Software Contracts and Liability
apply to them. Furthermore, they all involve equipment that is controlled by
software and accidents may occur as a result of defects in that software.
Modern manufacturing plants are usually software controlled and can be
dangerous; robots in particular can be dangerous for people working with
them. Modern chemical plants, oil refineries, and power stations, especially
nuclear ones, are all software controlled and software failures can result in
accidents that affect not only the workforce but also the general public.
This book is not the appropriate place to discuss how software is or should
be written in order to meet the high levels of reliability required for safety-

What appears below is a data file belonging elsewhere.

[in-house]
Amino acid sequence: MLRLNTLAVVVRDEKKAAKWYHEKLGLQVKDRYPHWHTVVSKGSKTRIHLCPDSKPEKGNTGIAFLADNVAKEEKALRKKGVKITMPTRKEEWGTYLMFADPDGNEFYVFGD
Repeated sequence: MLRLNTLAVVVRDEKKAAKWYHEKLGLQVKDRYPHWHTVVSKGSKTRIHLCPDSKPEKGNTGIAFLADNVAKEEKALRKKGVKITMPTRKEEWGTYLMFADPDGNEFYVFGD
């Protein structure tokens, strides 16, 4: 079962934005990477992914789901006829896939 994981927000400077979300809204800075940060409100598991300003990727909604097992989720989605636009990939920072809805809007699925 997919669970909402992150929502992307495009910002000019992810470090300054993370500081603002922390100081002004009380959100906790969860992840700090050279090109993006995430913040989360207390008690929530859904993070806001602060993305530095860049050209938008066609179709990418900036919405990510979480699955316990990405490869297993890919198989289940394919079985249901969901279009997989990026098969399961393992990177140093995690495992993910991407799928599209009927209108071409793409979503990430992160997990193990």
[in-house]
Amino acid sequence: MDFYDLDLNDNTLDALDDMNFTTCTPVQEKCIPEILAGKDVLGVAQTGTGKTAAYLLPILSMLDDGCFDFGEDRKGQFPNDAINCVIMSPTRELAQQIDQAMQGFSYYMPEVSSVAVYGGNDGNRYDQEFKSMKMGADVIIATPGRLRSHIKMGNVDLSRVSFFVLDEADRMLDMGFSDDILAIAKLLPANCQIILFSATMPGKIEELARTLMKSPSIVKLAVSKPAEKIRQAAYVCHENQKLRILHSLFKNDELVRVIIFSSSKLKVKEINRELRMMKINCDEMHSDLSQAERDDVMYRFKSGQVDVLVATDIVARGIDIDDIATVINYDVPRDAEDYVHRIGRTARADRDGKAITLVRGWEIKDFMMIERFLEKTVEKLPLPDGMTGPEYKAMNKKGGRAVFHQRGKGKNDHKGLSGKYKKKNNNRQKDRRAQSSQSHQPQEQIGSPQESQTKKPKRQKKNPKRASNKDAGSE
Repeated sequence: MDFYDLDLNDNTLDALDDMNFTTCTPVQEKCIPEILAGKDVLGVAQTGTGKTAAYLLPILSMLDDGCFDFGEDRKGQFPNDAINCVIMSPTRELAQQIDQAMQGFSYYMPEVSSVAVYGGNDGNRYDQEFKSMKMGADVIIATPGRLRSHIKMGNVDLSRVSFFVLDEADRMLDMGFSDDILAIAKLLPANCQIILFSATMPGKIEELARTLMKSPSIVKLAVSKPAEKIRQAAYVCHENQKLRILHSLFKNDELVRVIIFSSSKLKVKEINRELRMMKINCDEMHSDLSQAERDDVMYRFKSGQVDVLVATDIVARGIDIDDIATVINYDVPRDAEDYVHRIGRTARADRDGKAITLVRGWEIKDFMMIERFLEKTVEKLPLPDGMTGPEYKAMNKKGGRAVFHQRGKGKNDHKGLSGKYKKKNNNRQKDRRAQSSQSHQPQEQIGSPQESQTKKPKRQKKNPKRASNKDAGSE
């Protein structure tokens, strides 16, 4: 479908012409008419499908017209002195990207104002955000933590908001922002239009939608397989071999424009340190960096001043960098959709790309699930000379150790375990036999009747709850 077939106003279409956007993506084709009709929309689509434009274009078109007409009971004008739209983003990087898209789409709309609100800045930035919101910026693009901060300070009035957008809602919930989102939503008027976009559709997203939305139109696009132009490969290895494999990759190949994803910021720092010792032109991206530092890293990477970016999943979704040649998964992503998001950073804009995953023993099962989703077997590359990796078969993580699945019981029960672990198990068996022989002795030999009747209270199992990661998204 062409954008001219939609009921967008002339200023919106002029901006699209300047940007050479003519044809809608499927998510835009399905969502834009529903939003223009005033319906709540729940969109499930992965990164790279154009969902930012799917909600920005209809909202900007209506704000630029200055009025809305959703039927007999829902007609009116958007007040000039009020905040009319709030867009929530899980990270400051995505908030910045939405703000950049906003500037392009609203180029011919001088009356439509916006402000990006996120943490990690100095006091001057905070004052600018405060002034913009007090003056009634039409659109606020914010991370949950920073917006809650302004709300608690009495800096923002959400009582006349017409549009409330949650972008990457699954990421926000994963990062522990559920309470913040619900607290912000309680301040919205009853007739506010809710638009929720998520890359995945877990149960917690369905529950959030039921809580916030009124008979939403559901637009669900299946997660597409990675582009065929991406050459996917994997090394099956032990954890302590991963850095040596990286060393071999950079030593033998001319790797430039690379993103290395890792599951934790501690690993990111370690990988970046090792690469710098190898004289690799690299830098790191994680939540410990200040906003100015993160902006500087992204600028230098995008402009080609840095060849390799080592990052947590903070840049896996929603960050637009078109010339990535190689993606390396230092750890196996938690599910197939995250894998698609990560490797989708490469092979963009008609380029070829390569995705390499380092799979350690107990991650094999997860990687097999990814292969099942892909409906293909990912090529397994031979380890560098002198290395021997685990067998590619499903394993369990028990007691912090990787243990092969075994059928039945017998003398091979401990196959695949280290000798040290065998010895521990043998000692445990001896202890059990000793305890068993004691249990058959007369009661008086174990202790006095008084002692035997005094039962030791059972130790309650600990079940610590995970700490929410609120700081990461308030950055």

related applications. You should understand clearly, however, that there is
an extensive literature on the subject and that there are national and interna-
tional standards relating to it. An organization that undertakes to develop
safety-related software without employing staff who are familiar with the
appropriate development techniques is likely to be in breach of the Health
and Safety at Work Act. The clause in the BCS Code of Conduct (and similar
clauses in other codes) regarding claims of competence are also relevant.
FURTHER READING
The following book, from the BCS/Springer Practitioner series, covers IT
outsourcing in depth and is written specifically for information systems
professionals. It contains one chapter dedicated to contractual matters:
Sparrow, E. (2003) Successful IT Outsourcing. Springer Verlag, London.
Fuller coverage of the material in this chapter, including health and safety
issues, will be found in Chapters 5, 9 and 10 of:
Bott, M.F., Coleman, J.A., Eaton, J., and Rowland, D. (2001) Professional
Issues in Software Engineering, 3rd Edition. Taylor and Francis, London.
159

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